Energy poverty leaves Romanians in the cold

MĂGURENI, Romania — Hands crossed on her lap, 89-year-old Elena Lambru edges closer to the only source of heat in her farmhouse — a wood-fired ceramic stove.

Buying the wood to get through the winter in this small village in southern Romania cost more than four times her monthly pension of 800 lei (€170). Occasionally Lambru burns corn cobs rather than wood to save money. When asked how she makes ends meet, her eyes fill with tears and she says: “It’s very hard.”

But Lambru doesn’t qualify for any government help to meet her energy costs.

Almost a quarter of Romanian households have problems in securing energy, either because they can’t afford it or because they aren’t connected to electricity or gas grids, according to a recent study from the Center for the Study of Democracy (CSD), a think tank in Cluj, Romania. However, fewer than 5 percent of households receive state aid to help with their heating needs.

It’s a broader problem hitting the poor and elderly across the EU — and governments across the bloc have dodged the tricky issue of setting a binding definition of energy poverty. That makes it harder to identify who needs help.

Elena Lambru’s wood-fired ceramic stove | Gabriel Traistaru

The Romanian report is the first comprehensive assessment of energy poverty in the country, and it’s pushed the topic up the political agenda in one of the EU’s poorest members. Experts say the government needs to do a better job of helping those in need.

“The current system does not work effectively, leaving many out while insufficiently covering those who do receive benefits,” said Anca Sinea, energy policy expert at CSD.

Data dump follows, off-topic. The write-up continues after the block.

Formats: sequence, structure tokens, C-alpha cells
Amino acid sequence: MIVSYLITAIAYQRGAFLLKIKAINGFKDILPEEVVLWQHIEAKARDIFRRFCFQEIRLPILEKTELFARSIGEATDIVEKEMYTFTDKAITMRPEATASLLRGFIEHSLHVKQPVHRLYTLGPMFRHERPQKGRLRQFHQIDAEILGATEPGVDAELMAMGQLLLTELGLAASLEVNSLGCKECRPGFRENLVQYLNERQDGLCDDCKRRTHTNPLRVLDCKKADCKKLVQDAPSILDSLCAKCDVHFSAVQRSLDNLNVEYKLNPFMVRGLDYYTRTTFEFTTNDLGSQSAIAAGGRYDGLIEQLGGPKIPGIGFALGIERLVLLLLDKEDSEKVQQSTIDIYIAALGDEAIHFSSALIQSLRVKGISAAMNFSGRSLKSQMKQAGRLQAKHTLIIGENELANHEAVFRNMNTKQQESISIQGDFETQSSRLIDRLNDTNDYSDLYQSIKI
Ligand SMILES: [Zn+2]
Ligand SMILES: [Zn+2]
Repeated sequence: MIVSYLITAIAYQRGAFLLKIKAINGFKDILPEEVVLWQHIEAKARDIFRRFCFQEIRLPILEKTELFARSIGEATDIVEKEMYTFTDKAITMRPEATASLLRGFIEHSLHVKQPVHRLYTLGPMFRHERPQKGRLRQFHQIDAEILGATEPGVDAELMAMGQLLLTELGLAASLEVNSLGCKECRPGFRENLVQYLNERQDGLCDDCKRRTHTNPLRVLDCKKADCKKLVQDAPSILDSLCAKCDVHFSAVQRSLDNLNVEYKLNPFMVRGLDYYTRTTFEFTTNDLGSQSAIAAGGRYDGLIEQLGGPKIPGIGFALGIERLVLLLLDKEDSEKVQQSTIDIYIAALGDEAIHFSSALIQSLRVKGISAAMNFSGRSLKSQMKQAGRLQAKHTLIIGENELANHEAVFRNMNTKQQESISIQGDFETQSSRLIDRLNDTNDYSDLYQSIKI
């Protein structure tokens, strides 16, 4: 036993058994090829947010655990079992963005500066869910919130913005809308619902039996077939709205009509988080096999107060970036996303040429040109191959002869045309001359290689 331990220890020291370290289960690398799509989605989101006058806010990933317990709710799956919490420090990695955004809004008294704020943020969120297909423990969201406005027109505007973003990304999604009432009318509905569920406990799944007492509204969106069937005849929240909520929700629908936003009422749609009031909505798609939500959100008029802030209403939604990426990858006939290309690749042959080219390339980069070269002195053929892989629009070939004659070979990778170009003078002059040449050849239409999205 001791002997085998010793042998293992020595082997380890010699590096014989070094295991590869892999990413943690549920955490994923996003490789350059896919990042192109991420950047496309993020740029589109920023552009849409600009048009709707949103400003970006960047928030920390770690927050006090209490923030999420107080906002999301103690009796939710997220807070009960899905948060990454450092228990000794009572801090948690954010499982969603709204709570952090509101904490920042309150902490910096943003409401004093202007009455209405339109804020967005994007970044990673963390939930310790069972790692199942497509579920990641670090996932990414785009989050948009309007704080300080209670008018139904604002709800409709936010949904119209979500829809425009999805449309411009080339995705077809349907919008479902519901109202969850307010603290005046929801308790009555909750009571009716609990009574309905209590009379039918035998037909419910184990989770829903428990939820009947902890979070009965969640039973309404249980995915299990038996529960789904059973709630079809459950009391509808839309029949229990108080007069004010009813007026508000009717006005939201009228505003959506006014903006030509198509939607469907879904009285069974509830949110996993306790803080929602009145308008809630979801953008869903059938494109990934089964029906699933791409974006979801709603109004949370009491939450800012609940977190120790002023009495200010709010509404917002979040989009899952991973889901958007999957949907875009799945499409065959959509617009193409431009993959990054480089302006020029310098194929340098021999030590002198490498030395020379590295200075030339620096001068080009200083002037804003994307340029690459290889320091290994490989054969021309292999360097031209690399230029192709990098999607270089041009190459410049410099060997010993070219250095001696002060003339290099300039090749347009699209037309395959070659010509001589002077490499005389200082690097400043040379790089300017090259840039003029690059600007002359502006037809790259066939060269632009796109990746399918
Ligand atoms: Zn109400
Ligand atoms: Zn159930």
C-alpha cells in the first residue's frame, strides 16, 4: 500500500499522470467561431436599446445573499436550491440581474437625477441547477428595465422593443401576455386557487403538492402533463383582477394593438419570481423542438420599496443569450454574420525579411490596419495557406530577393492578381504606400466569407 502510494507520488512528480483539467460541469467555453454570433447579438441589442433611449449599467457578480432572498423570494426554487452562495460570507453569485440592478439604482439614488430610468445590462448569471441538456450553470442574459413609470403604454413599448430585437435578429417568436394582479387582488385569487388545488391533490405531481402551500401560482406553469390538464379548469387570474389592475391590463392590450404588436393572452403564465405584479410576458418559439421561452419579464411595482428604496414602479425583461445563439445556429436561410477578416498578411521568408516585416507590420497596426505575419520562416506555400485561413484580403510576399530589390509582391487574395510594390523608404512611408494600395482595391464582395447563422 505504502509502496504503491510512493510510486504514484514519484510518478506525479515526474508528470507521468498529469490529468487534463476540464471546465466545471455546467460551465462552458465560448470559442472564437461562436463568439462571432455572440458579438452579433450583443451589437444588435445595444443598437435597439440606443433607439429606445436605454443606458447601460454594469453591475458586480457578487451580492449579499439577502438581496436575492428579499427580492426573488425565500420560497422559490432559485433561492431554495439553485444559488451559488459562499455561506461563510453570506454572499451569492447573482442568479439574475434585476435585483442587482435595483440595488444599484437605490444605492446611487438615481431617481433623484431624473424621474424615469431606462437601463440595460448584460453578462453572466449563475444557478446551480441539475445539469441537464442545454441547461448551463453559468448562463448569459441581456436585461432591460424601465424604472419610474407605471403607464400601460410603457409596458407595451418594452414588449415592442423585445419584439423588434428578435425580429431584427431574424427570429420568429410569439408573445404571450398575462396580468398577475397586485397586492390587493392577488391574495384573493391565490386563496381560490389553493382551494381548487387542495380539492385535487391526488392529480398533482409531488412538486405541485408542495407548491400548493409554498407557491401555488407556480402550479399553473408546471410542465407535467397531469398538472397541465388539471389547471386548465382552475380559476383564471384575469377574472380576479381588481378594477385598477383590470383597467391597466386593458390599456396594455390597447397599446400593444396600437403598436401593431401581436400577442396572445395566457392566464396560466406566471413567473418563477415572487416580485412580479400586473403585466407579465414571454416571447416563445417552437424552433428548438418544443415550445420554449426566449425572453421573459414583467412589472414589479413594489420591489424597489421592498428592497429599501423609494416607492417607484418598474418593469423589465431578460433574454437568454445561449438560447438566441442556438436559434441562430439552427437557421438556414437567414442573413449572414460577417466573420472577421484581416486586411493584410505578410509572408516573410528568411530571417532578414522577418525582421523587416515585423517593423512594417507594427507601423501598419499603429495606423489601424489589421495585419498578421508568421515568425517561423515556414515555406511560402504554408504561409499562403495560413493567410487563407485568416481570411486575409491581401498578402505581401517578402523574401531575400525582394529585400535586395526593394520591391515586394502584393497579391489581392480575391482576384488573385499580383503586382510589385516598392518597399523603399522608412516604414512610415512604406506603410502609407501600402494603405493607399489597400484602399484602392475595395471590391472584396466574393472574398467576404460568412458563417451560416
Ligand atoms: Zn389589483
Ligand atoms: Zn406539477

Romania has a two-tier system. In addition to state aid for heating — something that accounts for 125 million lei, or only 0.33 percent of the labor ministry’s 2017 budget, according to CSD — the country also regulates energy prices. That’s not an option encouraged by the European Commission, which wants countries to liberalize prices. It’s also a pretty blunt tool, as it helps the needy while also subsidizing wealthier Romanians.

One of the residential streets in Dâlga, Romania | Sean Gallup/Getty Images

“We’ve been using too much regulated energy prices which are more and more difficult to sustain, taking into account we have to integrate into the wider European energy market,” said Răzvan Nicolescu, a former energy minister who now works on energy issues for Deloitte Romania. “I’m in favor of giving financial aid to people who need aid, but those people need to be clearly identified.”

Defining the vulnerable

Critics say that’s exactly what the government, currently led by a coalition of the Social Democratic party (PSD) and the liberal ALDE, has failed to do.

Romania passed a law defining vulnerable consumers in 2016, but the government has delayed enacting it.

Compared with the current system, the new law creates “much clearer selection criteria” to identify who truly needs help, Sinea said. It would likely also expand the number of beneficiaries, which would increase its costs, she added.

The latest deferral came in November, and the government is now aiming to enact the law in 2021. That prompted the Romanian Association of Energy Utility Companies to call on the government to launch a public debate on the criteria needed to apply the law and reform the system.